Milltimber is a suburb of Aberdeen, Scotland, around 6 miles (10 km) west of Aberdeen city centre. From 1854 to 1937 the area was served by Milltimber railway station on the Aberdeen suburban railway. Along with the nearby settlements of Cults and Bieldside, it is home to some of the residents of Aberdeen. Facilities in Milltimber are somewhat lacking, with the nearest shop situated in neighbouring Bieldside. However, it is home to a highly-rated primary school, a church, and a community building which is used for private functions as well as Boy Scout and Girl Guide troops and similar. Kippie Lodge is a sports and social club, with a 9-hole golf course, swimming pool, sports complex, creche and restaurant
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Kingswells

Kingswells is a suburb of Aberdeen, Scotland, situated west of the city, east of Westhill, north of Cults and south of Dyce. Kingswells has existed as a village for centuries, but only beginning in the 1980s did it expand as a result of the boom in the oil industry. Kingswells accommodates many facilities suited for everybody and is famous for its spacious family homes alongside a leafy, affluent setting. It has a wide range of local amenities including a primary school, convenience store, doctor's surgery, veterinary surgery, Chinese takeaway, pizza takeaway, hairdresser, pharmacy, two nurseries, two community halls, car garage and a restaurant inn. In the nearby mile radius, there is also a business complex with a hotel, home to a Starbucks and a luxury gym. It doesn't include a secondary school however, there are school buses which run within the community providing efficient transport to nearby neighbouring secondary schools such as Bucksburn Academy
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Scotland

The head of state of the United Kingdom is the monarch, currently Queen Elizabeth II (since 1952). The monarchy of the United Kingdom continues to use a variety of styles, titles and other royal symbols of statehood specific to pre-union Scotland, including: the Royal Standard of Scotland, the Royal coat of arms used in Scotland together with its associated Royal Standard, royal titles including that of Duke of Rothesay, certain Great Officers of State, the chivalric Order of the Thistle and, since 1999, reinstating a ceremonial role for the Crown of Scotland after a 292-year hiatus.[191] Elizabeth II's regnal numbering caused controversy in 1953 because there had never been an Elizabeth I in Scotland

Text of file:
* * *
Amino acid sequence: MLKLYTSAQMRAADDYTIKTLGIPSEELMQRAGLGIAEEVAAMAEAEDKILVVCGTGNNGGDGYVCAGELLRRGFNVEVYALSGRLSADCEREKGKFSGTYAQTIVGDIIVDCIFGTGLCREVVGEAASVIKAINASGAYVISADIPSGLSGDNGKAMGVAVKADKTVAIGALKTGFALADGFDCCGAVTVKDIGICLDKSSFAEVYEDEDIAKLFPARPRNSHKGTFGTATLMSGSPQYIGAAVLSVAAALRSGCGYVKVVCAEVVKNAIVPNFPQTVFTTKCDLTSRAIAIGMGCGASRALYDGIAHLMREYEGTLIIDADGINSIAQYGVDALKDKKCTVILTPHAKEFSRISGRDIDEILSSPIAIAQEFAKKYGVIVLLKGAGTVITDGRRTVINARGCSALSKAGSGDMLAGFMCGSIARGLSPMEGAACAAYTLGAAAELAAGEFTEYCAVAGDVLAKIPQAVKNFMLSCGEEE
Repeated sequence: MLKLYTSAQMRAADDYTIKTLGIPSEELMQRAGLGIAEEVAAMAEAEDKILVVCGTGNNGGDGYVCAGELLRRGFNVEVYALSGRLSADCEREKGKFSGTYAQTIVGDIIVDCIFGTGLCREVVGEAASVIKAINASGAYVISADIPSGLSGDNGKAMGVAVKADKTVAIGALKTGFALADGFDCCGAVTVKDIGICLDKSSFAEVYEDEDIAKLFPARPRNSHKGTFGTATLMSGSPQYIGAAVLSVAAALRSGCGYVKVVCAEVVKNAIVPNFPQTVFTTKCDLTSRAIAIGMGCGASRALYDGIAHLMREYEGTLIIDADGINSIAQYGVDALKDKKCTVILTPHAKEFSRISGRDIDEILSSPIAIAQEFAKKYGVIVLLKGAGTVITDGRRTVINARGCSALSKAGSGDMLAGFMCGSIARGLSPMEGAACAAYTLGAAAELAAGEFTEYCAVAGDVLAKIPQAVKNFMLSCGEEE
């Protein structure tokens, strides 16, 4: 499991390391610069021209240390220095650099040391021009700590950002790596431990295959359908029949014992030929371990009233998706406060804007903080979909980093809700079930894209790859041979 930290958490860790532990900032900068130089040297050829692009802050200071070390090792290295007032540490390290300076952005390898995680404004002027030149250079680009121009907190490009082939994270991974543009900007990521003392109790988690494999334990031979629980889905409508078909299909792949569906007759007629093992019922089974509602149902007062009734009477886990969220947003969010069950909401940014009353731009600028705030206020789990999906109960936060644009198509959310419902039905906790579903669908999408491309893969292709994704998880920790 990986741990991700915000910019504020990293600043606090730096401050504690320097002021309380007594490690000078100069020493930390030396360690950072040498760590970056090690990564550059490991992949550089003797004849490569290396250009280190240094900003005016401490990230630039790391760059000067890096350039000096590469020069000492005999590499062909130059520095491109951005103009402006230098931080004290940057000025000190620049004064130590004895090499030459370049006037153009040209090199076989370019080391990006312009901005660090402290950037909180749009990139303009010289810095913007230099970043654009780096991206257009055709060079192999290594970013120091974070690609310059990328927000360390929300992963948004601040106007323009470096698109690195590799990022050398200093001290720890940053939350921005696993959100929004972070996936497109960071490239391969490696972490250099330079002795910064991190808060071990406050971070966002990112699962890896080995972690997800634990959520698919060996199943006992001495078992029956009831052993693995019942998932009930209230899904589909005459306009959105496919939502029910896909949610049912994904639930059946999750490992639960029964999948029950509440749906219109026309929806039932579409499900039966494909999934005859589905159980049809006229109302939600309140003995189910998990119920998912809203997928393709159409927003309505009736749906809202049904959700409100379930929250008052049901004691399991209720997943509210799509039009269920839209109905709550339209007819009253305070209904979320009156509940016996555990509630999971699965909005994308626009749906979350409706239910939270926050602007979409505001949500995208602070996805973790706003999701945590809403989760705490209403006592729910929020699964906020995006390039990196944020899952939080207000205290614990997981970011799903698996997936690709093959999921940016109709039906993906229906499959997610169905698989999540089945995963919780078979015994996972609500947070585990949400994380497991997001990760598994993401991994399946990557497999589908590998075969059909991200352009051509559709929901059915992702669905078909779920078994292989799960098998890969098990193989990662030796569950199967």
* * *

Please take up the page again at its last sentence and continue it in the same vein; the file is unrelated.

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Ythan Estuary
The Ythan Estuary is the tidal component of the Ythan River, emptying into the North Sea 19 kilometres (12 mi) north of Aberdeen, Scotland. The estuary’s tidal action extends a 7 kilometres (4.3 mi) inland and has characteristic widths of between 250 metres (820 ft) and 780 metres (2,560 ft). Besides the tidal channel there are interfaces to the upland dunes including mudflats, sand beaches and shingle flats. Reaches of salt marsh occur, but they are primarily near the Waterside Bridge (crossing of the A975 road) and the mouth of the Tarty Burn, a small tributary river. Based upon the habitat of the moorland bordering the east of the Ythan River near the mouth, this estuary is [2] the most significant coastal moorland in the northern United Kingdom. The Ythan Estuary is a designated Site of Special Scientific Interest (SSSI) and appears as site no